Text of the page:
The accepted wisdom is to ignore readers at your own peril. Good advice, since—as writers—we’d be nowhere without an audience.
That said—screw readers.
Wait! Hold on, don’t leave yet. At least hear me out.
I love readers, love them. They’re the gooey nougat in my Snickers, the velvety caramel in my Rolo‘s, the, uh…
You get the point.
But sometimes, my beloved, tasty readers, you don’t know what’s good for you. And before you think ol’ Daddy Nic is getting high and mighty, just know I’m including myself in this category. I’m as voracious reader as you’ll find.
1. The Hero’s Backstory
Alright. Let’s start at the beginning.
Your hero has a past, and how much you choose—or don’t choose—to reveal will drastically change the pace of your story. Your hero might be a broody, melancholic bad-boy with a mysterious eyebrow. Or a pampered débutante with the body of a ballerina and the scars of a cage fighter (hmm…I kind of like that one). As the reader, holy crap I want to know where those scars/eyebrow came from!
Tease them. Tantalize them. Give them just enough to satisfy the surface itch (“The ballerina comes from a school that staged fights in order to win the lead role), then leave it alone.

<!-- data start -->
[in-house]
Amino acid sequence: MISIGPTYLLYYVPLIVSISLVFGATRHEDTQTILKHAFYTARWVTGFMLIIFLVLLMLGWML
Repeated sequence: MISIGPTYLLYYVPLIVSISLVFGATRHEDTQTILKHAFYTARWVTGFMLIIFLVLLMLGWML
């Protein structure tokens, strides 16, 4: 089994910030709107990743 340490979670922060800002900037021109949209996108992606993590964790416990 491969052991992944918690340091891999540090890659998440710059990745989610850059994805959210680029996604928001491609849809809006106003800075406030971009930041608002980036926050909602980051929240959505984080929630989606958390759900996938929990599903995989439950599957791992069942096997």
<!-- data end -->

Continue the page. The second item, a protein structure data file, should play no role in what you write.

Remember the mistake Papa Lucas made. The world doesn’t need another Phantom Menace.
2. I Want the Protagonist to Date my Daughter
The reader (hopefully) loves your character. That’s well and good. And the reader wants your character to succeed, which is also good. But beware, beware, the temptation to make your protagonist too…damn… likeable.
I know that’s weird to hear from a guy purporting to give writing advice: “But Nic! Don’t we want the reader to like our main character?”
Yes. Obviously, if your character isn’t likeable your story’s D.O.A. But you’re equally likely to kill it by making your protagonist the nicest, most friendly chum in the world. A man who takes in strays, saves damsels in distress, and volunteers his free time at the Children’s Hospital.
Sometimes readers want their protagonist absent of flaws (whether they know it or not…I’ve been guilty of this on several occasions), and that makes for one hell of a boring character. So fly in the face of your audience and give that MC some meat. Some messed up, serious, unlikeable issues that aren’t easily resolved.